The skill in the fabrication of electrodes is in selecting the appropriate catalyst, minimising the catalyst loading and designing a stable structure where the gas/solution interface is formed at the catalyst site. Such electrodes can be operated with almost insoluble gases at current densities in the range of 1–10 kA m−2.
Fuel Cell Uses
Gas diffusion electrodes were originally developed for fuel cells where hydrogen and oxygen (from the air) are reacted at the anode and cathode to give water and a significant energy output. One such type of fuel cell is the proton exchange membrane fuel cell (PEMFC) which employs a perfluorinated membrane as a solid electrolyte (11–13). Due to their intrinsic simplicity and high power density, PEMFCs are suitable for both stationary and transportation applications. Major progress towards commercialisation has been made with these fuel cells, especially by Ballard Power Systems in collaboration with Johnson Matthey. Test units of up to 250 kW, as well as whole buses, have completed extensive trials (12).
The catalysts used for PEMFCs are typically platinum for the air cathode and platinum or platinum based alloys or mixed metals, such as platinum/ruthenium, for the anode. Optimisation of electrode structure – to improve catalyst utilisation – and better catalyst dispersion have led to noble metal loadings of typically 3 g m−2.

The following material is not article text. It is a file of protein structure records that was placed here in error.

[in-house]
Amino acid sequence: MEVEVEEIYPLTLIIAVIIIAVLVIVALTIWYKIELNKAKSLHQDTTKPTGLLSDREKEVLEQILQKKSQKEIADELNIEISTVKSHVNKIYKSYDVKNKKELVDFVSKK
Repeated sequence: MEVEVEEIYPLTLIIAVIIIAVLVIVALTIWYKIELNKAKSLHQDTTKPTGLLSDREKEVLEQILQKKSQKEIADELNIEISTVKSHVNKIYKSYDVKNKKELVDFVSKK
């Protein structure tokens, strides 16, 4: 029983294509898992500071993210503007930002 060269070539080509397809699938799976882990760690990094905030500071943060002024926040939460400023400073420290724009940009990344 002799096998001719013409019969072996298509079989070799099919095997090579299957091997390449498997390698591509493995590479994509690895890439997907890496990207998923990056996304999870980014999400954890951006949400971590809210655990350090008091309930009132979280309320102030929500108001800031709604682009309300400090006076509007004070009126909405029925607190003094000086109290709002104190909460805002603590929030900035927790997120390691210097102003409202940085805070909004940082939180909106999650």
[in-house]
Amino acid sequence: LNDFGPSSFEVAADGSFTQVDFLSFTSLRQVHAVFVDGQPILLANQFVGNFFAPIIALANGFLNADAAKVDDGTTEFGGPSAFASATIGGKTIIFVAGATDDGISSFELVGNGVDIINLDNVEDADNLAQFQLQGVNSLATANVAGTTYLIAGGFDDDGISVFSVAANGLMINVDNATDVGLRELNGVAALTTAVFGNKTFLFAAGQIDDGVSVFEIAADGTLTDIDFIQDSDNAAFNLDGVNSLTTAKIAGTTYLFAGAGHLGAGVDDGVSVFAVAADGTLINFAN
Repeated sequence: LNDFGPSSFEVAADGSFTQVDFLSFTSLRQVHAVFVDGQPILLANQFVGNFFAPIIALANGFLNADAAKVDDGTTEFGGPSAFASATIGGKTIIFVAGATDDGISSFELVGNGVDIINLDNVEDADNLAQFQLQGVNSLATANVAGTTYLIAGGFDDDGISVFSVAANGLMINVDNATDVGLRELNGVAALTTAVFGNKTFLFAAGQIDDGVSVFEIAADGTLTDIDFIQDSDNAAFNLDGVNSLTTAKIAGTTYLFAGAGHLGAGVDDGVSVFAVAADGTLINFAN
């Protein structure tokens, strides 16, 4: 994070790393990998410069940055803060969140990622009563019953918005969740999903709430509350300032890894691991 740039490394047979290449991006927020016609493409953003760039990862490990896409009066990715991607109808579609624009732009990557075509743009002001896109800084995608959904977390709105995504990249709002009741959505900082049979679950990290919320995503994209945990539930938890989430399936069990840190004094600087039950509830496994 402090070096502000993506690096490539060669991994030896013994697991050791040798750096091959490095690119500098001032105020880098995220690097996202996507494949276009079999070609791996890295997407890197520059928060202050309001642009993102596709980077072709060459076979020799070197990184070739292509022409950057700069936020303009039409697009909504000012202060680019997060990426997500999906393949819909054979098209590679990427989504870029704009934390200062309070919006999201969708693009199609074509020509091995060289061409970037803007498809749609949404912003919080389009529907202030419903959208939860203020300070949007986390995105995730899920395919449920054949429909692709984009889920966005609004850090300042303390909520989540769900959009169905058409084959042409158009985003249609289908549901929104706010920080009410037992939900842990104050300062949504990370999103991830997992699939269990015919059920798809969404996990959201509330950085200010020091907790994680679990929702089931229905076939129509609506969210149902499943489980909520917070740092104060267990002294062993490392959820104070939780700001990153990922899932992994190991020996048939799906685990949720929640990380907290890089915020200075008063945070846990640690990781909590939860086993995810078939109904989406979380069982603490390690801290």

Substantial developments have also occurred recently in direct methanol fuel cells (DMFCs) (14). Organic fuels have advantages over hydrogen in their relative ease and safety of transportation and distribution, and their lower cost. There are a number of factors responsible for the advances in performance. These include the use of solid polymer electrolytes, which allow the fuel cell to be operated at higher temperatures than is possible with traditional liquid electrolytes, and improvements in anode performance. For many years, the performance of DMFCs was poor due to poisoning of the platinum catalyst by intermediates in the oxidation of the fuel. One particular problem is carbon monoxide, which absorbs strongly and irreversibly onto the platinum surface, thus restricting the rates of methanol oxidation to 1 A m−2. The use of catalysts, such as platinum/ruthenium materials often with additives, for example tin/tungsten or tin/zirconium, has reduced electrode poisoning, thus allowing the fuel cell to give a power output of 2 kW m−2 at a discharge rate of 4 kA m−2 (15, 16).
Gas diffusion electrodes have now become an accepted tool in electrochemical technology and have found applications in batteries, sensors, metal recovery and synthesis. Processes for the reduction of oxygen to hydrogen peroxide at uncatalysed gas diffusion cathodes are being developed (17), and platinum catalysed gas diffusion electrodes find application in electrochemical processing as counter electrodes.
The replacement of hydrogen evolution by the 4e− reduction of oxygen, or oxygen evolution by hydrogen oxidation can lead to substantial decreases in energy consumption by the cell. Thus, oxygen cathodes have been used, for example, in cells for the production of ozone (for water treatment) (18, 19) and hydrogen anodes have been used in cells for zinc electrowinning (20) or the regeneration of redox reagents such as Ti3+ (used for organic synthesis) (21).